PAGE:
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Trans Mountain investigation concludes consultant not linked to terrorist Proud Boys

The pipeline company owned by the federal government says the individual was not associated with the right-wing extremist group

Trans Mountain, a pipeline and energy company owned by the Canadian government, says an internal investigation has concluded a consultant it worked with did not have ties to the Proud Boys, a group on a federal government list of terrorist organizations.

“Trans Mountain has thoroughly investigated this claim and it has been proven to be false,” a company spokesperson said by email. 

In a follow up, the company said the individual in question was not associated with the Proud Boys. 

Last February, the Canadian government added the Proud Boys to its list of terrorist organizations, saying the extremist group had played a “pivotal role” in the Jan. 6 storming of the U.S. Capitol Building. The listing makes it a crime to provide financial support or other services to the Proud Boys.

The allegations follow a massive data breach of records from Epik, a U.S.-based internet company known for hosting and providing online services for far-right content.

The records, released by the online hacktivist group Anonymous, include a trove of personal information about some of the names behind viral campaigns promoting racism, misinformation, disinformation and other extremist views online, the Washington Post reported on Sept. 21.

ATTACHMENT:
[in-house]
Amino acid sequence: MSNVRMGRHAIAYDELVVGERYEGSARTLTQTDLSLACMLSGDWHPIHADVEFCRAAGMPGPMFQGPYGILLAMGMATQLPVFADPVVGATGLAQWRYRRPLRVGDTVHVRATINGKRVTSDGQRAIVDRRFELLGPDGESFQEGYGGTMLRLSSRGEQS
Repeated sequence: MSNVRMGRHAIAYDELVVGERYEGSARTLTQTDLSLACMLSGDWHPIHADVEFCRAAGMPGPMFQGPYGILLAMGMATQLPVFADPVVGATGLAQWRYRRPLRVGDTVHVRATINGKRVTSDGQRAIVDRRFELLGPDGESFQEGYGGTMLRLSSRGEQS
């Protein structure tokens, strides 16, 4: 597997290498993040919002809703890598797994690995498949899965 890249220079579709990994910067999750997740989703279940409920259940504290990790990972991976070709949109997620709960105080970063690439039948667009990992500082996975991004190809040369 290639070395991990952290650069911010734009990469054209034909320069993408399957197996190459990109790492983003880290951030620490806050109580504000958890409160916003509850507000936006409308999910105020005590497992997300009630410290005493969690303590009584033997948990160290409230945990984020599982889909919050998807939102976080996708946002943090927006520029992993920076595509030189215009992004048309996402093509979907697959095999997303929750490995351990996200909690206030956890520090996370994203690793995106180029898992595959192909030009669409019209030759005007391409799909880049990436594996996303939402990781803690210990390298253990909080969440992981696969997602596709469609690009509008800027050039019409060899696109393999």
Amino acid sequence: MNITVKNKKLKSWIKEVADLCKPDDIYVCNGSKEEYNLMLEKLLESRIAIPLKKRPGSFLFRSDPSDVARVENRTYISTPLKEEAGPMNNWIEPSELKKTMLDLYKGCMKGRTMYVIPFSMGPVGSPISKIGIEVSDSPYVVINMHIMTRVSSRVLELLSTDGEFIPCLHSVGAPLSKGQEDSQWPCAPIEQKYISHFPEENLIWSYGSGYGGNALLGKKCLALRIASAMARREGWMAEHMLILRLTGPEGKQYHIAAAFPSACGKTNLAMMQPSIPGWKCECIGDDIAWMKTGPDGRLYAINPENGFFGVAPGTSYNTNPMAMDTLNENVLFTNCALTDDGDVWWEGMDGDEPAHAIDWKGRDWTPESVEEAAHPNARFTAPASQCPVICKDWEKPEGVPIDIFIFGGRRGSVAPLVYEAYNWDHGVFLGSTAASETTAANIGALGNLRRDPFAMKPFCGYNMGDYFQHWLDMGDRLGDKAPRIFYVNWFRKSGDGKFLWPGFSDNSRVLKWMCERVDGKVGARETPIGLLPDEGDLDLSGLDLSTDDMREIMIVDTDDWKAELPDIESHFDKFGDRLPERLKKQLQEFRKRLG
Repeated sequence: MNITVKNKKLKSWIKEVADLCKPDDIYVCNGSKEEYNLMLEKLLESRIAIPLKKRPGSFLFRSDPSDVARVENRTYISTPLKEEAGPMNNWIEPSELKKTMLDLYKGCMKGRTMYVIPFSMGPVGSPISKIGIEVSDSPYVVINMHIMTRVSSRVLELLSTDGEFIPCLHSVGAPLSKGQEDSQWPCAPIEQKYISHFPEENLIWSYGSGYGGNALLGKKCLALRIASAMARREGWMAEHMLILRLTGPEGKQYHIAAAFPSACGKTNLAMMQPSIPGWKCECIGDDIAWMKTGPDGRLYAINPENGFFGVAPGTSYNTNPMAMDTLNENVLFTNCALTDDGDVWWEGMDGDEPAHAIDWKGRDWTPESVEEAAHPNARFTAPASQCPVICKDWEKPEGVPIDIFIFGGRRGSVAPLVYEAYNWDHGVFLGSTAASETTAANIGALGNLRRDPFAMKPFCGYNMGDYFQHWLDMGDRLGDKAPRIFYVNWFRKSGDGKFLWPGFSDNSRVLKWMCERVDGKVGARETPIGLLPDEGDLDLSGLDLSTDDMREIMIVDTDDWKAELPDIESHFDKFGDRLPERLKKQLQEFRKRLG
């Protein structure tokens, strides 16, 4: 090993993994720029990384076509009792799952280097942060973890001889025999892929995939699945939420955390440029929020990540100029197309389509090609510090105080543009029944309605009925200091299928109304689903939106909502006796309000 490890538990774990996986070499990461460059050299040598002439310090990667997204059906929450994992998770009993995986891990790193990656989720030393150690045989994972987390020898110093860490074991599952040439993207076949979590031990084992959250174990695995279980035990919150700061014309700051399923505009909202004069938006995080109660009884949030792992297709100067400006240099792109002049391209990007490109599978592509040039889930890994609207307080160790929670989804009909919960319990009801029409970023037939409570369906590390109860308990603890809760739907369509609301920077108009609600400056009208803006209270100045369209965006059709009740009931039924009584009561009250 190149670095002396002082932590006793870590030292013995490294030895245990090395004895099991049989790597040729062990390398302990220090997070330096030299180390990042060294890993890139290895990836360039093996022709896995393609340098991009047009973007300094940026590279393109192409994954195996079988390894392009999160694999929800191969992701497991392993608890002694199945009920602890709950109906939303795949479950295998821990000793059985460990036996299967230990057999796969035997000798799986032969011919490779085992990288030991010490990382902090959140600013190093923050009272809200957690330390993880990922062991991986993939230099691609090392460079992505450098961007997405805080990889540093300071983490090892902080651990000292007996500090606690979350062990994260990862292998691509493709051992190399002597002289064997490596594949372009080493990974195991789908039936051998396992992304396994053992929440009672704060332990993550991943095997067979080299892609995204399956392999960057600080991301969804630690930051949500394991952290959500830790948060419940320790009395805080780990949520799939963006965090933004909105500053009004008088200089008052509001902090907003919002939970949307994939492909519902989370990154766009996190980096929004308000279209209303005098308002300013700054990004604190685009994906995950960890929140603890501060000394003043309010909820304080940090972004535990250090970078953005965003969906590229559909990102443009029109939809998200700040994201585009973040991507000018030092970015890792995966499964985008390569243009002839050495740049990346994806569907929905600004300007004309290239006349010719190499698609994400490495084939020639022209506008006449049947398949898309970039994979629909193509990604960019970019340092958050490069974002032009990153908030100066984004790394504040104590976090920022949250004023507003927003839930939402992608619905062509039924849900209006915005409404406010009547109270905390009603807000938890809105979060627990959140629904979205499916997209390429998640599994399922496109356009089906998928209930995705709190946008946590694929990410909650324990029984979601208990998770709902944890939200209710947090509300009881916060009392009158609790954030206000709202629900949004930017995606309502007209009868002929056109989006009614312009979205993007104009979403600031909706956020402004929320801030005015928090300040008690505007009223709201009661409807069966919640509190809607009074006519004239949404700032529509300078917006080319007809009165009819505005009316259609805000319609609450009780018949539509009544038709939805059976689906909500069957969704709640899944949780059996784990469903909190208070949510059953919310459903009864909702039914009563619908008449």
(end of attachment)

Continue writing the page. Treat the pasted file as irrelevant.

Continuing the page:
The Narwhal reviewed invoice records from the breach that appear to reveal the name, personal address and phone number of a Calgary-based consultant who said on LinkedIn that he worked for Trans Mountain as a geographic information systems technologist beginning in November 2019. It’s unclear whether the individual is still associated with Trans Mountain. 

According to the leaked records, the Calgary man registered the domain ProudBoysCalgary.com on Dec. 9, 2019. The domain is not currently active. 

Trans Mountain did not immediately reply when asked whether it had determined the individual did, in fact, register that domain.

The consultant did not immediately respond to questions from The Narwhal asking about the investigation or whether he had registered the domain. 

In September, when the allegations against the consultant first appeared on social media, he told The Narwhal that he was unable to comment as he was seeking legal advice on the matter. 

“I categorically deny any and all involvement and the police are involved and assisting me in this matter,” he said at the time.

An anonymous account on Twitter also named the man in published tweets, but later deleted these posts. 

The federal government purchased the Trans Mountain pipeline and several related assets in 2018 in a multibillion dollar deal, after the previous owner, Kinder Morgan, threatened to cancel a proposed West Coast pipeline expansion project.

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We hear it time and time again:
“These are the stories that need to be told and you are some of the only ones telling them,” John, a new member of The Narwhal, wrote in to say.

Investigating stories others aren’t. Diving deep to find solutions to the climate crisis. Sending journalists to report from remote locations for days and sometimes weeks on end. These are the core tenets of what we do here at The Narwhal. It’s also the kind of work that takes time and resources to pull off.

That might sound obvious, but it’s far from reality in many shrinking and cash-strapped Canadian newsrooms. So what’s The Narwhal’s secret sauce? Thousands of members like John who support our non-profit, ad-free journalism by giving whatever they can afford each month (or year).

But here’s the thing: just two per cent of The Narwhal’s readers step up to keep our stories free for all to read. Will you join the two per cent and become a member of The Narwhal today?

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